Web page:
Lucene first impressions

lucene_logo_green_300

Recently I have to implement a search for XML tags and attributes. To be able to achieve that, a search engine is required which can index content and can execute queries over it. After some refinement of the available options, I found that Lucene is pretty good. It is an open source Apache project which is being develop for a long time with a great community.

A few words about how Lucene works or how I use it 🙂
Lucene is composed of two major modules: Indexer and Searcher. Both of them works over directory called index. In some abstraction, the indexer represent a writer of the index and the searcher – a reader.
The search mechanism is pretty simple. First the indexer must index (write in the index) some content and after that the searcher can perform queries returning found results.

Lucene works with objects called Document. They are the units of search and index. The index can be consisted from one or more Documents. Indexing involves adding documents to an IndexWriter and searching involves retrieving documents via IndexSearcher.

Indexing

The documents in Lucene context are an abstraction, for example if I want to create index with searchable users, every user has to be added to the index as document. But how Lucene will know how to find the correct user? The answer is fields. The document consists of one or more fields. The field represents name-value pair. If we continue with the example, to be able to search for an user by username and email, the document which will be indexed must have username and email field and their corresponding values.
In summary, indexing involves creation of Documents containing one or more fields, and adding these documents to an IndexWriter.

Searching

Searching requires already built index. It involves creating a Qeury and passing it to an IndexSearcher, which returns a list of Hits (found results).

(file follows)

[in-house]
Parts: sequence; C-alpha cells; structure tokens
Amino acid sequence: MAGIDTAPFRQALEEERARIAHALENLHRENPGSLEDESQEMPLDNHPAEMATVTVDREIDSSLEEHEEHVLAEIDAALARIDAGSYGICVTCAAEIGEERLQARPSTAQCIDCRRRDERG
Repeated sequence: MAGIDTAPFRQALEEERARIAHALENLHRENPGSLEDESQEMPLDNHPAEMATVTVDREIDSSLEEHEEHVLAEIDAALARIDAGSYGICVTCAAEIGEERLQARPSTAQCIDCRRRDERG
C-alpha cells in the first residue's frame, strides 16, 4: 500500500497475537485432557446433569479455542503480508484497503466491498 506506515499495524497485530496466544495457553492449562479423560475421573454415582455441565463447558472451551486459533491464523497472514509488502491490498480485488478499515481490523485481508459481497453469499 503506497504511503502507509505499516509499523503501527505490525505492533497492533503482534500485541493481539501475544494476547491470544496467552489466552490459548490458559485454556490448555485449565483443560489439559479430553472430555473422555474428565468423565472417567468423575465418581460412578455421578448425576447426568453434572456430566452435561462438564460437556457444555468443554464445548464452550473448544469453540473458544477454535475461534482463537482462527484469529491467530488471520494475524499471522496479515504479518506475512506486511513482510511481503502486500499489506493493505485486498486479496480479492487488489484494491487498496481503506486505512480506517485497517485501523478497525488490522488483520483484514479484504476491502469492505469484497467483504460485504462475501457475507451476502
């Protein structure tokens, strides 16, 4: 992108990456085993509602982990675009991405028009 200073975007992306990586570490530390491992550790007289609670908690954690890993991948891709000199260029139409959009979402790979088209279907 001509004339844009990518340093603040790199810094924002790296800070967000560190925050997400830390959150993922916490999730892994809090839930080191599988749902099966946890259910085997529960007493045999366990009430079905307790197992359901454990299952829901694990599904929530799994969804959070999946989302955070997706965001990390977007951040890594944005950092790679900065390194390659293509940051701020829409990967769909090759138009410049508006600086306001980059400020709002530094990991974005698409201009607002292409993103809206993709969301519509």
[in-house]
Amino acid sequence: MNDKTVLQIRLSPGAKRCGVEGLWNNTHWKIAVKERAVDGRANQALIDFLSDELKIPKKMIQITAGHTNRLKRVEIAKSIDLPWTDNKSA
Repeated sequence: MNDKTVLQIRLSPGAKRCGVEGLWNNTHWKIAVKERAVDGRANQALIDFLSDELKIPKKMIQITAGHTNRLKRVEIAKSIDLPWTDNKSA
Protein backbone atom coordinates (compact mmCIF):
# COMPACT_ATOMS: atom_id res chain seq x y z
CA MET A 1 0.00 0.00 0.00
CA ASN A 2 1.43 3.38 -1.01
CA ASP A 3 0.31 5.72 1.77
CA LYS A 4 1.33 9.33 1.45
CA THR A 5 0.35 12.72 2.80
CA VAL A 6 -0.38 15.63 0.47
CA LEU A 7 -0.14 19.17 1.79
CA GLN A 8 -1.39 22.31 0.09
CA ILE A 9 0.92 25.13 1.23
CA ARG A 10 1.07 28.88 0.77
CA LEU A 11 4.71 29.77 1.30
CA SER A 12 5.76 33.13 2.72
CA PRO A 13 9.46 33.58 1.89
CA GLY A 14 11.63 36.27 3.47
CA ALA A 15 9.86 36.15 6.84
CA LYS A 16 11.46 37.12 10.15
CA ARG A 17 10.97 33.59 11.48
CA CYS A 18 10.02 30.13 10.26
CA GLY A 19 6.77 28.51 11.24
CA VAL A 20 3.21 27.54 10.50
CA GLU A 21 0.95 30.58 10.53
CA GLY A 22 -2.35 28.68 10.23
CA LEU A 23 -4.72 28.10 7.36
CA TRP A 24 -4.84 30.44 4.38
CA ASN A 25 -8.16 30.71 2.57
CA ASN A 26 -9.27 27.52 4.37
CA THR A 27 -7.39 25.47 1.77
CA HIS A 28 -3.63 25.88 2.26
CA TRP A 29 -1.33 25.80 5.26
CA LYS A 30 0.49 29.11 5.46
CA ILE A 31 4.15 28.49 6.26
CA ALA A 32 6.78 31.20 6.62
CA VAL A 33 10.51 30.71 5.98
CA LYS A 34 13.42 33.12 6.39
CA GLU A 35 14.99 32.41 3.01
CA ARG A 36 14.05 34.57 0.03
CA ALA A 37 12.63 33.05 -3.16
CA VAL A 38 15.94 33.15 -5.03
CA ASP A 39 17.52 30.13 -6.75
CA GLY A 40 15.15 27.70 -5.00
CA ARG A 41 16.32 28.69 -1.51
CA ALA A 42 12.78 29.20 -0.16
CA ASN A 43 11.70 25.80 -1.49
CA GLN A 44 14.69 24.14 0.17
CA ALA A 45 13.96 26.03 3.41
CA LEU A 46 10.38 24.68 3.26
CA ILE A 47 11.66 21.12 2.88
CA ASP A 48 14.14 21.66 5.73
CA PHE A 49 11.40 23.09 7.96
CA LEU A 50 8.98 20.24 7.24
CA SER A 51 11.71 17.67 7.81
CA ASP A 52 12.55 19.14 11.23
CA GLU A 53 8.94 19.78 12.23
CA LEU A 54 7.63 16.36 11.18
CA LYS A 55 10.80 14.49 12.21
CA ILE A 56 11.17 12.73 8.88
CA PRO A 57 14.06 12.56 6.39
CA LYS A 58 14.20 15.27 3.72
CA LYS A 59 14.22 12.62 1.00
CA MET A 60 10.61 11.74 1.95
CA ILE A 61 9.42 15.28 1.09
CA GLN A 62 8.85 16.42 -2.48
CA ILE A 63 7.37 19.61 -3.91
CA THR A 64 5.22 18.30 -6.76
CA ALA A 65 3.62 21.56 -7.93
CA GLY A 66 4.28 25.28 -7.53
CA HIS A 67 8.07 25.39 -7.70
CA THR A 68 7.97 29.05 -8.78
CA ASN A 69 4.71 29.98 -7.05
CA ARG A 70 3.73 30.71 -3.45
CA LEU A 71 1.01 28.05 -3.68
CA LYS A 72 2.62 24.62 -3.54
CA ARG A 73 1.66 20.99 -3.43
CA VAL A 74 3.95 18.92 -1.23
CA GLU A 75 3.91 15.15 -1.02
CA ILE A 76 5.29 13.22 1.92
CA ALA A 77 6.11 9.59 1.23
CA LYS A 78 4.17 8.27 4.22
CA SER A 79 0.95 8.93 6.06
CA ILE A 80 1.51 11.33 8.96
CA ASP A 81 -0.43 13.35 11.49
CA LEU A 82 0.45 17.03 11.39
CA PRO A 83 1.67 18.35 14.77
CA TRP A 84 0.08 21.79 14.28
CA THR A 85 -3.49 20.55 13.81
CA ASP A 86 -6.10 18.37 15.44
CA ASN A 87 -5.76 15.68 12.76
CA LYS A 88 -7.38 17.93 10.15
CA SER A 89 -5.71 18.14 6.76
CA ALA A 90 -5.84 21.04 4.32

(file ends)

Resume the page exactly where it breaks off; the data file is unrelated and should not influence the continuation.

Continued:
Code example

The example is very simple, it creates IndexWriter providing indexing and IndexSearcher providing searching. The example is written in Kotlin because I’m interested in this language and wanted to try it, but maybe I’ll add another post for that 🙂

First the project skeleton, I’m using Gradle as build tool. To be able to compile Kotlin, some dependencies are needed along with Lucene dependnecies (using Maven Central):

The example has a few packages:
1. …document – the classes under this package create Lucene Docuemnt objects
2. …indexer – create IndexWriter
3. …searcher – create IndexSearcher
4. A test which adds docuemtns in the index with IndexWrite and after that performs search query with IndexSearcher

Documentator
Creates Docuemnt object with fields expected as a DocuemntFiled list parameter (imeplemted as Kotlin data class, can be repalced with simple Map)

fun createDocument(fields: List<DocumentField>): Document {
    val document: Document = Document()
    for ((fieldName, fieldValue) in fields) {
        document.add(TextField(fieldName, fieldValue, Field.Store.YES))
    }
    return document
}

Indexer
The Indexer is a wrapper of an IndexWriter, it provides a few needed operations – add to the index, commit the documents into the index, delete the index and open/close the index. For the creation of the index only a location/path is needed.

override fun openIndex() {
    index = FSDirectory.open(indexLocation)
    indexWriter = IndexWriter(index, IndexWriterConfig())
}

override fun add(documents: List<Document>) {
    indexWriter.addDocuments(documents)
}

override fun commit() {
    indexWriter.commit()
}

override fun delete() {
    indexWriter.deleteAll()
}

override fun closeIndex() {
    index.close()
}

Searcher